Community founds my understanding of art’s purpose and potential. Within the classroom, this idea translates into a teaching style that encourages an exchange of knowledge from teacher to student, from student to student, and also from student to teacher. This multi-directional learning turns the classroom to a community where students’ stories and experiences integrate with course subjects in a dynamic process of learning. As a teacher, I create social learning structures where students feel comfortable exploring, and possibly failing, and where they learn to try again. The work my students create is not just part of class requirements, but part of an ongoing exploration that will transform them into better artists.
I expect excellence, but I believe in the productivity of failure as an integral part of the process. I believe that a strong foundation in the technical aspects of photography gives students the platform needed for conceptual experimentation. Within the first week, I schedule individual meetings with students to improve retention rates and break down the notion that I am just here to “lecture” to them. This continues throughout the semester with intermediate check points where students meet with me individually to evaluate their progress. Building this rapport with students encourages them to see me as a collaborator in their education.
In my upper level courses, discussion and collaboration deepen the artistic community. For each of the assignments given, students present proposals of their ideas in a group discussion, aiding each student in their brainstorming process. Halfway through the project timeframe, these discussions recur, encouraging students to help each other notice their progress, explore ideas, address alternate view points, share tips and give feedback. Through this process, students see where they stand in relation to their peers, while building their investment in one another’s success.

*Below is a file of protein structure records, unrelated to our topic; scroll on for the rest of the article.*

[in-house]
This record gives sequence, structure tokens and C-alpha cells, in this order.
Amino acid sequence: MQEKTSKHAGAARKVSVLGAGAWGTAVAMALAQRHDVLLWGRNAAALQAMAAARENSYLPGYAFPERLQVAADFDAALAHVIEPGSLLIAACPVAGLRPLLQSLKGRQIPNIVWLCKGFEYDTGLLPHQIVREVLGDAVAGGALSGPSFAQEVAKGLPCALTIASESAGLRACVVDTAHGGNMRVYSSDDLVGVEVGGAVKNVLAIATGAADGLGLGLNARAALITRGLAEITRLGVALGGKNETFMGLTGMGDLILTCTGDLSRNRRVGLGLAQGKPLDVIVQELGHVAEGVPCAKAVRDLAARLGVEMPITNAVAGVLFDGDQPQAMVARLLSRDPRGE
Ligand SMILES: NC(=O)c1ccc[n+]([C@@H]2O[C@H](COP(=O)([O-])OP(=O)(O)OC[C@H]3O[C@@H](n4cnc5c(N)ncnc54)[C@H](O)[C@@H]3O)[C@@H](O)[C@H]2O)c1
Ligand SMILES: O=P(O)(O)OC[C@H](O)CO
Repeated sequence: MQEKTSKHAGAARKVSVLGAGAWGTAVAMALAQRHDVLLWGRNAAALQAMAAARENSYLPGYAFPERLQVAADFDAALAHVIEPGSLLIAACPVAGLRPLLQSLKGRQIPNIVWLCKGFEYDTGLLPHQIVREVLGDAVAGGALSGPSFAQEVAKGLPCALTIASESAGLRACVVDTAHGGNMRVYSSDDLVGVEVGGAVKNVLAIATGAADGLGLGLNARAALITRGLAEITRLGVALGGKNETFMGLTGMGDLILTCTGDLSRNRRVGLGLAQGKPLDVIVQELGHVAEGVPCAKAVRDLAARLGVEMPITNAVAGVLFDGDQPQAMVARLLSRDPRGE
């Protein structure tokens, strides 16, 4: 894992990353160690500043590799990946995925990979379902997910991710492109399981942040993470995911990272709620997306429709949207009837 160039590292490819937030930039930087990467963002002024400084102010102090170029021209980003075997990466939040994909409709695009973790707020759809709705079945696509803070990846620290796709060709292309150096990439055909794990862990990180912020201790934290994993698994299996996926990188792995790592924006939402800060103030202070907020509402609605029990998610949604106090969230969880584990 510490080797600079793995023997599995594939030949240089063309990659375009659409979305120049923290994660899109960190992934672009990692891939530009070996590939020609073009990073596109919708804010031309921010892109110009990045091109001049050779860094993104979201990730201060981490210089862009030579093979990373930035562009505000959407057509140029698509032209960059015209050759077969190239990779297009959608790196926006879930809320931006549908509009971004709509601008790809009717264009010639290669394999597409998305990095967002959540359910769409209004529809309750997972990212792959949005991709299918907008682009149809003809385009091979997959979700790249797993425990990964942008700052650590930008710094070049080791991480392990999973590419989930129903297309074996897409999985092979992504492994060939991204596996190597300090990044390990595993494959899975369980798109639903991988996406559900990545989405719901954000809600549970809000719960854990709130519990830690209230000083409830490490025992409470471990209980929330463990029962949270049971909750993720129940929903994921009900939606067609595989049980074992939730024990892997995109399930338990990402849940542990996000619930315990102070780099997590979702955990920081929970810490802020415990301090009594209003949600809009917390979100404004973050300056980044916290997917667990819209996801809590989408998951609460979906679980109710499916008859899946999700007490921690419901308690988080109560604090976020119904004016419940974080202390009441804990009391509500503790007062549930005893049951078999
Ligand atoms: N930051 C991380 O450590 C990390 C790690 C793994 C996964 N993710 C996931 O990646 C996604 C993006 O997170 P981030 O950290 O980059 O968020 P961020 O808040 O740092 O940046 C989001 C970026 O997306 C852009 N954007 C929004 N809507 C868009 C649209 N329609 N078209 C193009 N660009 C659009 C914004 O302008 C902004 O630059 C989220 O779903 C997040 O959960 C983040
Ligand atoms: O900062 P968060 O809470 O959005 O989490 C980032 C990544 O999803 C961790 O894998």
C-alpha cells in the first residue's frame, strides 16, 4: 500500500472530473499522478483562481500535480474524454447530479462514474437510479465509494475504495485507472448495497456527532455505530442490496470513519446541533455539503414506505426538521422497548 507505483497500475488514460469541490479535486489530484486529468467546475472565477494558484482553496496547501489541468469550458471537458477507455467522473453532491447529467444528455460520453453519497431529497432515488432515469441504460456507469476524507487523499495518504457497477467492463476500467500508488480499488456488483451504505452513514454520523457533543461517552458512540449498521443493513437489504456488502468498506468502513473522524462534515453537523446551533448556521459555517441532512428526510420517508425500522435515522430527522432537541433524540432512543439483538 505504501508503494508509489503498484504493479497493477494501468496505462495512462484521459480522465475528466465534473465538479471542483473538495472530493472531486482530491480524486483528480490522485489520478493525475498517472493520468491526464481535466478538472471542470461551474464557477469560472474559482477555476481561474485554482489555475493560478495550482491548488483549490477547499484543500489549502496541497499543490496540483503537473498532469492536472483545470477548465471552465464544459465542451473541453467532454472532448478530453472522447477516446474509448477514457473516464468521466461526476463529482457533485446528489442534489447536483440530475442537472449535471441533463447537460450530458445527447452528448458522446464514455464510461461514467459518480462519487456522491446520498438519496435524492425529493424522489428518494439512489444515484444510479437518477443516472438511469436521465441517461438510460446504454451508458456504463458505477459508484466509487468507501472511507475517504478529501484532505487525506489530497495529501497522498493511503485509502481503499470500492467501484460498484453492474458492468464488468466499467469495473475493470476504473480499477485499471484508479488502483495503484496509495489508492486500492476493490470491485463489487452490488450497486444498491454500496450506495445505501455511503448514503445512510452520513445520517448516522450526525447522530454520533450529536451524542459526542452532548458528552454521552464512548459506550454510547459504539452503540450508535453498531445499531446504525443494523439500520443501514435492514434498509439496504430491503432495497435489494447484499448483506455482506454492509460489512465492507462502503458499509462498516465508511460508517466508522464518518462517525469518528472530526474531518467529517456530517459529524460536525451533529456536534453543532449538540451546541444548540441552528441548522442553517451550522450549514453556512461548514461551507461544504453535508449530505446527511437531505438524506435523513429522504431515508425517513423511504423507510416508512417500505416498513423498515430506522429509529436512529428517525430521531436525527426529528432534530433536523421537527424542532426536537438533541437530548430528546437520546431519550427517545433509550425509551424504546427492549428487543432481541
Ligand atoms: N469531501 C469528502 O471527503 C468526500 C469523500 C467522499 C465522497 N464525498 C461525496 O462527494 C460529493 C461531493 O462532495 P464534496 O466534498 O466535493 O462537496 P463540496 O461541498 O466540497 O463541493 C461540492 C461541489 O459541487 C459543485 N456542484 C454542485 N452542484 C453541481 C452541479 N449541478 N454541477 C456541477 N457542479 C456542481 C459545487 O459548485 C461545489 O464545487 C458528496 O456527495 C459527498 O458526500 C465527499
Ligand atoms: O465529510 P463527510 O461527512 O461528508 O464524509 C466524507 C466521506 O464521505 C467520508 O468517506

The results of this structure has proven its effectiveness. Students are comfortable with each other, and as a result their criticism is analytical, in-depth, and geared toward the growth of the artist. In short, they are constructive, and graciously received because a foundation of artistic trust has been established.
On the syllabi for my classes, you will ﬁnd a mixture of photographic projects, group assignments designed in researching contemporary photography, mandatory gallery attendances that require a critical writing response, and project critiques of various structures. Through these diverse methods, students gain technical and conceptual skills for developing their works in an environment that is consistent in its requirements, but dynamic in structure. Students leave my class equipped with necessary technical skills, comfortable with exploring conceptual ideas through their photographic work, and enthusiastic about contemporary art. Further, they internalize the fundamental tenant of my artistic life and practice—art is a practice that occurs with and for community—the origin of art’s purpose and possibility.